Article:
How Do Sony, HP Align Customer Strategy and Brand?


At Forrester's recent Marketing Forum one question resounded: It's critical to be customer-centric, but how are marketers doing it?

Mike Fasulo, CMO of Sony, said that the most successful brands of the 21st century are the brands that can execute a
customer-centric model. "Customer centricity is what I lose sleep about," he said. He explained that until recently Sony
went to market with a siloed approach.

Now the company is working on driving passion and emotion across its brand to better connect with customers and using
consistent messaging across TV, print, billboards, the Web site, emails, and retail point of sale. The company even
launched 50 Sony style stores not with the intention of increasing sales, but to provide more opportunities to engage
with customers. "The cost of fragmentation is much higher than rallying around the brand," he said.

Sylvia Reynolds, CMO of Wells Fargo, also discussed the importance of brand consistency. To reach that goal, she
said companies have to "manage sideways" and drive a deep understanding of customers to employees. "Understanding your
customer is a lot more than the Golden Rule," she said. "We believe the brand is the most important connection to

She's pushed a strong focus on delivering a consistent brand in the retail banks and has developed 11 ways to wow the
customer. One way is a focus on experiential marketing in the stores -- a program called Kids Financial Literacy, which allows children to visit the banks, take a "ride" on the stagecoach, and set up savings accounts.

At HP, the strategy to build customer loyalty is to create close relationships between business results, operational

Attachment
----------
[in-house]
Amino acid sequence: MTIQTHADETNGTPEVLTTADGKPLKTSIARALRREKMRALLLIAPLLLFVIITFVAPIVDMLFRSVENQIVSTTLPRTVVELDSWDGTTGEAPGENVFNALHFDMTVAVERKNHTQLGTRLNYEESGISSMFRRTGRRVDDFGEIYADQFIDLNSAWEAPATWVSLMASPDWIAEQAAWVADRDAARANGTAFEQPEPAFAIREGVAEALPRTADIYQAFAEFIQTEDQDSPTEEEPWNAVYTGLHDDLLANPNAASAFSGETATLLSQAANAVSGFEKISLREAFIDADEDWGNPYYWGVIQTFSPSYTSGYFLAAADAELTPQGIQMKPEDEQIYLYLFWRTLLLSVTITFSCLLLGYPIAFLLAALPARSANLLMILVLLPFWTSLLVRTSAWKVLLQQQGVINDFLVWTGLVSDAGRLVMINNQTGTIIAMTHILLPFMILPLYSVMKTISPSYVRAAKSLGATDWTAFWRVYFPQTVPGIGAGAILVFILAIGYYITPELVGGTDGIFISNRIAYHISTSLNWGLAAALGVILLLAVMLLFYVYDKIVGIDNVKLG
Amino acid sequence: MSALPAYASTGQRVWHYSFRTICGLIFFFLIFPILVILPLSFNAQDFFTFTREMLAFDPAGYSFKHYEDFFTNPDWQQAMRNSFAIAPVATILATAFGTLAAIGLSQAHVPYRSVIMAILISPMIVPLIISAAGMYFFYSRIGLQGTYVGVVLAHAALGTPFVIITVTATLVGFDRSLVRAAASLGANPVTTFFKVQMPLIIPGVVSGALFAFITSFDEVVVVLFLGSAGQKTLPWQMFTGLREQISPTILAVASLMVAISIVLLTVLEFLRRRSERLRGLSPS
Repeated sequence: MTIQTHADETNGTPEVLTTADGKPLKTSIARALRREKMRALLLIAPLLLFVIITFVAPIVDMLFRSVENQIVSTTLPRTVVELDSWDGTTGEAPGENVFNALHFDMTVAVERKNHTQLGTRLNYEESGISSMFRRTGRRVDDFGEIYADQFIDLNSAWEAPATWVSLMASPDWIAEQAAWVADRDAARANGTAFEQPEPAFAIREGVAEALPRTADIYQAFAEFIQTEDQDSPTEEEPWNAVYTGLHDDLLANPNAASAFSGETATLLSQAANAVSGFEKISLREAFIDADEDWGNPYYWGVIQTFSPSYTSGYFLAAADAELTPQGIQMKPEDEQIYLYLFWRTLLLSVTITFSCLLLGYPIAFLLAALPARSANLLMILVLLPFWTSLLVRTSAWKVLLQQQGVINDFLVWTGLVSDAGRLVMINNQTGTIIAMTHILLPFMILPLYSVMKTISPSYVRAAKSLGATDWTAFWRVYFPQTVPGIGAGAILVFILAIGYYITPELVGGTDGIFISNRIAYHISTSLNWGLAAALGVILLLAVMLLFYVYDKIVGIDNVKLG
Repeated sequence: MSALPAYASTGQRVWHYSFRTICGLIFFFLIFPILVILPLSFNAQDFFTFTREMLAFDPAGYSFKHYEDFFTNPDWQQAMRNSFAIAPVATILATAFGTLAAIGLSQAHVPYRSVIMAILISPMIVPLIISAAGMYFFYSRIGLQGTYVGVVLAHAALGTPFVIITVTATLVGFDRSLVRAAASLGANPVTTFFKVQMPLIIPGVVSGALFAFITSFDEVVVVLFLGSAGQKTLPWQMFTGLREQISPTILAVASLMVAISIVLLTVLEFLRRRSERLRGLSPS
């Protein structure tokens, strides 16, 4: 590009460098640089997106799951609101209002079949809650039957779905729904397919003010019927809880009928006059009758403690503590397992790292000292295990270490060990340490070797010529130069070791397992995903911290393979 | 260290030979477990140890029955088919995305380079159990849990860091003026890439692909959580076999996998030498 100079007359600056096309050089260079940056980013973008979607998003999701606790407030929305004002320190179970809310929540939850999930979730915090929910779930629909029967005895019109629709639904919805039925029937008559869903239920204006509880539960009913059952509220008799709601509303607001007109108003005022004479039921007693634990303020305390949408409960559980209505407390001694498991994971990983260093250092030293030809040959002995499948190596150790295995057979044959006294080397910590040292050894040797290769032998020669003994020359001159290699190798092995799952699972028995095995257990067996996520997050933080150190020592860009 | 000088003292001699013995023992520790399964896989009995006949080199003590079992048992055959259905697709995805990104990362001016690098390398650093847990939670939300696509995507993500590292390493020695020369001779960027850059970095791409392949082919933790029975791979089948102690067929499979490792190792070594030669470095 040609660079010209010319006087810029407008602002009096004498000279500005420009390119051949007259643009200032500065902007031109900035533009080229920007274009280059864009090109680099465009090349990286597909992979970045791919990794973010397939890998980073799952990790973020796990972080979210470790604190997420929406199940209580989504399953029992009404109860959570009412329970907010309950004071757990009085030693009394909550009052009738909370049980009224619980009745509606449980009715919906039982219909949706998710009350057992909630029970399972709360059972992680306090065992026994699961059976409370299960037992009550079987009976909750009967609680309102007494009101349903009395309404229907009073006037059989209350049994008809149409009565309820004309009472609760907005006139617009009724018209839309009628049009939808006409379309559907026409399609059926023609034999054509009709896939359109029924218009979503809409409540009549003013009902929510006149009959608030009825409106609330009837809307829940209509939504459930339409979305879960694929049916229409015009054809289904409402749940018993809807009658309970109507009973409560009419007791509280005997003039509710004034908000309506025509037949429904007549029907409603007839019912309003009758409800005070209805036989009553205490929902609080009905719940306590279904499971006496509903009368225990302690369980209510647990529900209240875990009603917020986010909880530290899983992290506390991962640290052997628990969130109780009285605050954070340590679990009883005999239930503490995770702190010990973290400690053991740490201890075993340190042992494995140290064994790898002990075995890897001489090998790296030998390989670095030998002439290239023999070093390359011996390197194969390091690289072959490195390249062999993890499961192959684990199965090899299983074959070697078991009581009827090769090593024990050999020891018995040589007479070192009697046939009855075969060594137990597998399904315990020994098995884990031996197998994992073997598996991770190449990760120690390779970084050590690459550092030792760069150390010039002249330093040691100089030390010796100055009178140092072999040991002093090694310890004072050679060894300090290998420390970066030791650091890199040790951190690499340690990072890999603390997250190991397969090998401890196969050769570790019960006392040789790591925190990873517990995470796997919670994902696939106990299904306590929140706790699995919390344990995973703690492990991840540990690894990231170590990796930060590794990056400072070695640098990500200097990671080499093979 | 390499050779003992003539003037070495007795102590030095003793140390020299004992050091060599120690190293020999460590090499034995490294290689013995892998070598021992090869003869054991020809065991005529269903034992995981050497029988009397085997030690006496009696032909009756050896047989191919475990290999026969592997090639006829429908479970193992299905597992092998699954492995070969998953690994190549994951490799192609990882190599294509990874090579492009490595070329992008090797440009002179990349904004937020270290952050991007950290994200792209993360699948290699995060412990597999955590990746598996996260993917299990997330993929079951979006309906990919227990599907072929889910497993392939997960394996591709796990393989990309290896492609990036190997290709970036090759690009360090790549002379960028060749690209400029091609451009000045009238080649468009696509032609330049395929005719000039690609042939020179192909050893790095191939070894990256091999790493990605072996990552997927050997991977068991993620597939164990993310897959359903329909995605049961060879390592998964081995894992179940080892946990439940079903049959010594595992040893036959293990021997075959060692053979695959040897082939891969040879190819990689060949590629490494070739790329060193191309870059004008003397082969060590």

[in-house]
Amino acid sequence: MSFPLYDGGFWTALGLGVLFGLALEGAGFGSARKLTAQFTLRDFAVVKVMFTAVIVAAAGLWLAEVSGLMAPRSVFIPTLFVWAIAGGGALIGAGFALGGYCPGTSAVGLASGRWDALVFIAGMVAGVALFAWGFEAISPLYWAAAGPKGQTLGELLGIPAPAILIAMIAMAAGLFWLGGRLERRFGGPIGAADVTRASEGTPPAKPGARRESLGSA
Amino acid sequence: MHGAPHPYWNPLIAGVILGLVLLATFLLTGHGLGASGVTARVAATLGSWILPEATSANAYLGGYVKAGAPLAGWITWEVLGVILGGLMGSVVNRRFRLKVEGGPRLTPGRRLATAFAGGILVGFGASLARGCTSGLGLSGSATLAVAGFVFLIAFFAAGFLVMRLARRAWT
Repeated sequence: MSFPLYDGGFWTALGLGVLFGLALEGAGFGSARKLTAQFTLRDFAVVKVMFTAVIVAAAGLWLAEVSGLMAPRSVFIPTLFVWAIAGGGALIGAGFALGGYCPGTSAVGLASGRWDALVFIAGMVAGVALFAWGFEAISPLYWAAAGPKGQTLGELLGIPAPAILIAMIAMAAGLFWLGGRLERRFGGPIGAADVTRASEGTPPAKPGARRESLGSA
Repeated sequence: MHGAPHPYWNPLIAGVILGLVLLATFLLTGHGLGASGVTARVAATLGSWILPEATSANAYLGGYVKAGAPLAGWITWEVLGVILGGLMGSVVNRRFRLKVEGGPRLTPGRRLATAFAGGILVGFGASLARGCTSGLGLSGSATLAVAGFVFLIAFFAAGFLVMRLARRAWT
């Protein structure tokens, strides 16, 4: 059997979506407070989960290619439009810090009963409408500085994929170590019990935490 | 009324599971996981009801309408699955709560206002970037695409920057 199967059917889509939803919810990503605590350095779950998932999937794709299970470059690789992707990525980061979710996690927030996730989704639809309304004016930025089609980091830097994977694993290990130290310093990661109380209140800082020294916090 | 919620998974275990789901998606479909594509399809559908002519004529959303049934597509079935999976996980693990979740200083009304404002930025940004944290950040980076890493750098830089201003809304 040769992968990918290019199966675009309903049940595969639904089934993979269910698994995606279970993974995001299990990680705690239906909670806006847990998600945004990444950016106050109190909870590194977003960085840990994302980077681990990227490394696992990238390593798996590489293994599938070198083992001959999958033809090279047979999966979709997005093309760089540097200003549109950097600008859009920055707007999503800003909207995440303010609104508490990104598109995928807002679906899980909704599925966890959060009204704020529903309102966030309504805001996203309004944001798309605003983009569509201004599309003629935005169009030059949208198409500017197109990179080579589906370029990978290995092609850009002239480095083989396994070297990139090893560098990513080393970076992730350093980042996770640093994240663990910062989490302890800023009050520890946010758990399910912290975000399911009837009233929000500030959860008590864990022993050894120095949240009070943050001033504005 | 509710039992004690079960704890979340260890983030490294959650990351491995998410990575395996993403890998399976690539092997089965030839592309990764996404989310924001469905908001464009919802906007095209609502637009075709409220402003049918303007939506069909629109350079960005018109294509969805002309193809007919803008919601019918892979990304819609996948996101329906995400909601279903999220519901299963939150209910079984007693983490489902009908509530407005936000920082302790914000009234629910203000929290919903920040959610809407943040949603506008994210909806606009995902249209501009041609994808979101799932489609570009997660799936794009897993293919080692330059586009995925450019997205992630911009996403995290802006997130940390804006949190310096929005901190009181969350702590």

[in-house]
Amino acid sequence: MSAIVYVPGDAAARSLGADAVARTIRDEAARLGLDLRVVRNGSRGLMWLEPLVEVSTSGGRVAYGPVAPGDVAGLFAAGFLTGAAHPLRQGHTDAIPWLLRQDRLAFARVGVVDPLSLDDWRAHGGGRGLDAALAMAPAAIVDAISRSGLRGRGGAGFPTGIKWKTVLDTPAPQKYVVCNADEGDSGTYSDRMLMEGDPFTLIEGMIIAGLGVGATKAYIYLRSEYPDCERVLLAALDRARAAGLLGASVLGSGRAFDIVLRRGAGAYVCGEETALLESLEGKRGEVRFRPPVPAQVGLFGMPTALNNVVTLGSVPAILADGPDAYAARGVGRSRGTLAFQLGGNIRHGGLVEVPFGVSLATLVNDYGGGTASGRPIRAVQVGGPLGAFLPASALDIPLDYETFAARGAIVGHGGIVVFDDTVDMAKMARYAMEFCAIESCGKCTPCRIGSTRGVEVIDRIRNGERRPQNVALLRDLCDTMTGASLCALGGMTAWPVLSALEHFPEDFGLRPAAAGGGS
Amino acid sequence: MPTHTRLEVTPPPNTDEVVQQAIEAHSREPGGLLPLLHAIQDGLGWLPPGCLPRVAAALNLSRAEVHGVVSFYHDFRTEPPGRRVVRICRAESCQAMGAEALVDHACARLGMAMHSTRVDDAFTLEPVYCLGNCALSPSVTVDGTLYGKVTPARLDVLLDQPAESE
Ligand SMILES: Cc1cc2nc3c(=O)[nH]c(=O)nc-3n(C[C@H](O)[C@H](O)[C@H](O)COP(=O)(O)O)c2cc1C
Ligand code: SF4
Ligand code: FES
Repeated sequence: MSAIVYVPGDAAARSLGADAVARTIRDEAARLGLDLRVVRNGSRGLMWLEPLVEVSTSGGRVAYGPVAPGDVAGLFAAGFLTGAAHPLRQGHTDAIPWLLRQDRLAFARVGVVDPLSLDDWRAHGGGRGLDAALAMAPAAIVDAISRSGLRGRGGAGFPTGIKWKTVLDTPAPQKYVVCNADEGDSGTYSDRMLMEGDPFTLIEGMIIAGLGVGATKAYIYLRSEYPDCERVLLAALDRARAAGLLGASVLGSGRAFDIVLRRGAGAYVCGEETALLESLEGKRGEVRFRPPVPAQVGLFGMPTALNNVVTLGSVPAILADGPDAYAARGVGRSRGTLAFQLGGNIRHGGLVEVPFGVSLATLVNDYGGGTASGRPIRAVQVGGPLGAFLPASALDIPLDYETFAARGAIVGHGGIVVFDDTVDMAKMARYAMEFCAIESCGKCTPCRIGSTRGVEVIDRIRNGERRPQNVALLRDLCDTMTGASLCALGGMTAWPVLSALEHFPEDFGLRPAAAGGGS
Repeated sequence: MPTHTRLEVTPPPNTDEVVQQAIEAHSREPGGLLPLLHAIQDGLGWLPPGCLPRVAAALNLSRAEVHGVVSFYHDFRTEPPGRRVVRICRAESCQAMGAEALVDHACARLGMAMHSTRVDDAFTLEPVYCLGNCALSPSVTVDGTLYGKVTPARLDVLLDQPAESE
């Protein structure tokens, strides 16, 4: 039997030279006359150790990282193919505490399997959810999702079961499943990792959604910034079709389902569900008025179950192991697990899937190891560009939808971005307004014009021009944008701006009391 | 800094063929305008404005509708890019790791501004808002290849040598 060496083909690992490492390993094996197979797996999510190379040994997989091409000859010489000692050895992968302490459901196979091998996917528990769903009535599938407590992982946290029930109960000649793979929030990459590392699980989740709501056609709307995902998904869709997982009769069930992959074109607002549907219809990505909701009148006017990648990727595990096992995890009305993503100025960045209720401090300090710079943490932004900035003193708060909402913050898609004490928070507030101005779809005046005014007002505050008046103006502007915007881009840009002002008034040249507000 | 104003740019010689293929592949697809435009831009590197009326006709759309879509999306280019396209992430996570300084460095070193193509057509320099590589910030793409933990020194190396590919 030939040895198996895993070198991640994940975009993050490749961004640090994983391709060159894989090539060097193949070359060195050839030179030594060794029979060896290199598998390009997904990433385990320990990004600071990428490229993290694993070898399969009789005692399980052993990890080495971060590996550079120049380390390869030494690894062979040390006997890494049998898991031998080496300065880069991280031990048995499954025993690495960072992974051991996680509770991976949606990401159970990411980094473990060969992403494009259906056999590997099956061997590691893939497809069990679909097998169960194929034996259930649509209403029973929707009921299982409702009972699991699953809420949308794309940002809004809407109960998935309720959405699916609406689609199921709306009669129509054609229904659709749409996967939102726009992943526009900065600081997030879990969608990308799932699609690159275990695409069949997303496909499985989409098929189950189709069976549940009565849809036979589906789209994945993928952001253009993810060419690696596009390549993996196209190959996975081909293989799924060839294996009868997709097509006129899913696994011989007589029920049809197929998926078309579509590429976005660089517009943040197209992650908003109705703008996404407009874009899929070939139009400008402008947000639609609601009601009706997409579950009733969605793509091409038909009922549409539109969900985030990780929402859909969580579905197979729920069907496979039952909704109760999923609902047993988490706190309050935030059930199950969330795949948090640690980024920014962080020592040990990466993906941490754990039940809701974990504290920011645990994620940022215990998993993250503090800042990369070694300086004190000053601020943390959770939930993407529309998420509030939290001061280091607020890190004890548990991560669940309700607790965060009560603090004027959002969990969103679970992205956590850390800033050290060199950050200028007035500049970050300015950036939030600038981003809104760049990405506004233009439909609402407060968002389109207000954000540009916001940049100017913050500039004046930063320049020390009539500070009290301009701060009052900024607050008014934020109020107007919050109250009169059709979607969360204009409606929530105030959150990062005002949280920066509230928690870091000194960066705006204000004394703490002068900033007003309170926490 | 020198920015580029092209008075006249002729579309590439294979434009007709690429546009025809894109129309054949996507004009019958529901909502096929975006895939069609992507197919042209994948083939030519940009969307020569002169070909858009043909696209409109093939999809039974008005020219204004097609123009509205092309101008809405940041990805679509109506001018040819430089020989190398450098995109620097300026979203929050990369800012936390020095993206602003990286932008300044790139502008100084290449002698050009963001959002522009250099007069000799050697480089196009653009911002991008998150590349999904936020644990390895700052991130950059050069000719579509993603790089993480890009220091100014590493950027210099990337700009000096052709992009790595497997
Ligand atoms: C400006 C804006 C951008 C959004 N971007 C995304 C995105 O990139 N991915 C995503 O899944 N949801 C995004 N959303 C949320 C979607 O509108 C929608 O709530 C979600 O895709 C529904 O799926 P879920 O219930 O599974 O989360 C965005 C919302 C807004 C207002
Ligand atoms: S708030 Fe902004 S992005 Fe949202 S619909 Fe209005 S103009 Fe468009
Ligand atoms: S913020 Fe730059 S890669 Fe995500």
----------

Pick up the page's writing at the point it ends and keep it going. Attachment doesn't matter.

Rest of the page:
excellence, and employee engagement. To achieve this goal the company first worked on inspiring employees through customer experience training, according to Eric Kintz, vice president of global marketing strategy at HP. Next the company built a voice-of-the-customer process where any customer complaints across the enterprise are logged into a shared database and followed up on within hours. In addition, HP created a Customer Heroes and Rewards program where it awards employees for customer-focused successes. Finally, HP launched a program where groups of two to five employees visit customers to discuss their challenges.

The small company perspective

Despite these CMO success stories, some attendees at the Forum representing small to midsize companies said the
customer-centric examples didn't apply to their businesses because of a lack of resources and capital at their
organizations. Many seemed frustrated not knowing how to begin on a customer-focused journey.

These remarks surprised Forrester senior analyst Peter Kim. "I think that small companies would have an easier path to
connect with customers because they don't have the layers of bureaucracies," he said. "They wear more hats and don't have
a staff of dozens."

If companies can't afford to launch a customized and integrated advertising and marketing campaign like Sony, Kim
said there are things to get started with that don't cost a ton of money. Companies can start small with strategies like
properly training the employees to help them understand how the company makes money, or finding ways to gather feedback
from the customer. For example, a manufacturer can visit a retailer and ask how it's selling and stocking the product.

"You have to think about how to do things differently with the process and structure...," Kim said. "If you spend the
money and don't change your mental state, you will end up at square one sooner or later."